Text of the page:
There are very few things in life that make my blood boil more than someone tearing down the industry I work in with false accusations of collusion, underhandedness, and evil doing. So when I see a headline like ‘Why Book Publishers Hate Authors‘ in the Huffington Post, it’s all I can do to stop myself from going into a blind rage and throwing my computer into the ocean, finding the nearest rocket, and blasting myself into the face of the sun. Because what the hell, guys.
Potentially ending our long national nightmare of not having heard Lorraine Kelly read aloud from Fifty Shades of Grey, the nominees have been revealed for this year’s National Book Awards. The ceremony, which takes place on December 4th as a special birthday treat for Jay-Z, probably, will indeed feature the hugely popular, scandalising controversy magnet, but only in a hosting capacity, arf arf . (DISCLAIMER: This is obviously an unfair characterisation. I’m sure Lorraine Kelly’s lovely. And she can probably hook you up with a stylist who’ll give you a wonder of a dye job and get those fifty shades down to fewer than ten.)
In what may or may not be a hissy fit reaction to yet another Nobel snub (legal note: it isn’t), Philip Roth kind of sort of announced his retirement from writing last month in an interview with French publication Les Inrocks, a revelation which seemingly went unreported in the English language press until Salon picked it up on Friday, because French, amirite? (legal note: I am wrong)
By the by, if you were willing to give anglophone journos the benefit of the doubt and assume that they took the time to have such a monumental announcement dilligently translated, well, Salon would like you to know ‘The interview is published in French; we used an Internet program to translate his quotes into English.’
An exciting opportunity for a Commissioning Editor to join the International ELT department of a leading educational publisher, to work on resources for their Secondary list. You will be working within a publishing project team to develop content, identify suitable authors and develop the design of the list.
Increasingly, Publishers and content creators are getting their material onto mobile devices. It makes perfect sense to be doing so, putting learning tools directly into the hands of learners, but it’s not as easy as just creating a great product. I met up with Caroline Moore, Director and Co-Founder of LearnAhead to find out more about mobile language learning and how their company is on a mission to get better language acquisition apps into the market.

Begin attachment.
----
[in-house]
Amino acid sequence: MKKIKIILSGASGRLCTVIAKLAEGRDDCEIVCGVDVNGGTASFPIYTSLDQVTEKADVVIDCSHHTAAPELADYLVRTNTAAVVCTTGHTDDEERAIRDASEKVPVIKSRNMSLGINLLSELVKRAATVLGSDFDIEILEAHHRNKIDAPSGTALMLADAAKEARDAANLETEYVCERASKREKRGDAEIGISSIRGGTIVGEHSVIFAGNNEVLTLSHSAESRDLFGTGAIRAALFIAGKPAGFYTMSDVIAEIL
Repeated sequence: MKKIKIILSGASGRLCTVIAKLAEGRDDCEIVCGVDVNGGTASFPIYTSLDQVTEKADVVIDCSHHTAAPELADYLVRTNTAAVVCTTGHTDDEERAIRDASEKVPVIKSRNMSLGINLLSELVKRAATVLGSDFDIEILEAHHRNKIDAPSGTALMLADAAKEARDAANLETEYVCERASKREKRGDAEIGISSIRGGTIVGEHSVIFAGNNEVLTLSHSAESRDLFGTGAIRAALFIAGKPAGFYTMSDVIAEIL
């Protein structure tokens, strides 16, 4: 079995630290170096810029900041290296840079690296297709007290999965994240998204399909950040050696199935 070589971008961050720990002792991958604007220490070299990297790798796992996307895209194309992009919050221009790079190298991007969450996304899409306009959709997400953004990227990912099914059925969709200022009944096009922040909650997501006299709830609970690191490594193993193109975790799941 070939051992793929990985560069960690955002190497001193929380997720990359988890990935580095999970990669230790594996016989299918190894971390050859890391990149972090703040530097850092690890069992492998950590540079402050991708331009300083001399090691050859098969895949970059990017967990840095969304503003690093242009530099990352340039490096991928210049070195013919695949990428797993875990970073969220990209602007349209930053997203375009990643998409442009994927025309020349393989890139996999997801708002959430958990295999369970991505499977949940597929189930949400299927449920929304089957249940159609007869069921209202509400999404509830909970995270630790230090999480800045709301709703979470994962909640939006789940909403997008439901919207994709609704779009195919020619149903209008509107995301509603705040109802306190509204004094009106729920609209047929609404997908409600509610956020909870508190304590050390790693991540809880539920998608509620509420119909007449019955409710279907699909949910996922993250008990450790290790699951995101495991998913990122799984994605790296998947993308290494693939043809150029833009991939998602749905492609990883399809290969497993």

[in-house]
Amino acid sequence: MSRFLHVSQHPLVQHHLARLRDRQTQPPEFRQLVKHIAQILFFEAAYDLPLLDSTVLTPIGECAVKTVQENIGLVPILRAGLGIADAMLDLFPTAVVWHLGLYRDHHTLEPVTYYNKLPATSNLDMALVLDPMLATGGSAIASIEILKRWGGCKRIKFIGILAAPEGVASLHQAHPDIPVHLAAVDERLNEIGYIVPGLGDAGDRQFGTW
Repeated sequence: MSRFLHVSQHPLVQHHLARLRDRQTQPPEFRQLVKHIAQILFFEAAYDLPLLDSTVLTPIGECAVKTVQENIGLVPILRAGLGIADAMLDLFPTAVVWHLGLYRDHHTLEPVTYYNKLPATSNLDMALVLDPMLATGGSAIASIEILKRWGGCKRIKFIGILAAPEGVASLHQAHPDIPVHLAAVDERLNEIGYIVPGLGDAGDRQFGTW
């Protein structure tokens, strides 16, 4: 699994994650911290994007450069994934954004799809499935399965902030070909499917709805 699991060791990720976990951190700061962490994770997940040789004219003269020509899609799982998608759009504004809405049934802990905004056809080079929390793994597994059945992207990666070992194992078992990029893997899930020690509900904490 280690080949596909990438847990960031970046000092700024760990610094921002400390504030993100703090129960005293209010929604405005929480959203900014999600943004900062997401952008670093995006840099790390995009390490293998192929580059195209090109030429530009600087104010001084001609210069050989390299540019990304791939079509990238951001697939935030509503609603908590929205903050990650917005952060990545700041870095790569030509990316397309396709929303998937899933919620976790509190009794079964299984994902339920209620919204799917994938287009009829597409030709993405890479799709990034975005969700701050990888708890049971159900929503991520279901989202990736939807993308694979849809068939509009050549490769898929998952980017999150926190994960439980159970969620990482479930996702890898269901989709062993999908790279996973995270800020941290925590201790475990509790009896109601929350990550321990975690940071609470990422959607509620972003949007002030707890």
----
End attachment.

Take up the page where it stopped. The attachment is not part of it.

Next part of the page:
Our client, the UK’s leading provider of services for the book industry based in Woking, is looking for a Technical Lead to coordinate and manage a range of complex application software. This is an integral role aiding the translation of the business requirements to system requirements.
Rare opportunity for an experienced Publisher to join a global STM publisher as their Vice President & Publisher, Engineering and Computing. Within the Science & Technology Books division you will develop, plan and manage the strategy and operational implementation of content acquisition, product development and product management.
At some stage last week while I was asleep, buy buttons were removed from Big 6 (5?) publishers Hachette, Penguin, Random House, HarperCollins, Macmillan and Simon & Schuster. What followed was a brief turd storm of concern, blame and speculation about what these publishers had done to bring forth the wrath of Bezos, followed by a ‘statement’ from Amazon a while later saying it was a technical glitch (ie: they sent out an email with ‘technical glitch’ as the subject line and blank body text, probs).
Macmillan Education has announced that, as of 2013, its dictionaries will now only be released in digital formats, thus forever depriving future generations of schoolchildren of the opportunity to discover which pages have the naughty words by their folded down corners. The last print editions of its English language dictionaries were printed this week. In lieu of physical copies focus will shift instead to Macmillan Dictionary Online, which combines the content of the company’s dictionary and thesaurus and presents it alongside a regularly updated language blog, a weekly ‘Buzzword’ column and, most tellingly, the Open Dictionary, a crowd-sourced resource that appears to operate in a manner similar to Urban Dictionary only presumably with fewer descriptions of nauseating sex acts. Presumably.
A leading South West publisher of illustrated non-fiction books is looking for a talented, creative to join their Children’s Publishing team. The role will involve all aspects of design and commissioning illustrators for a wide range of titles.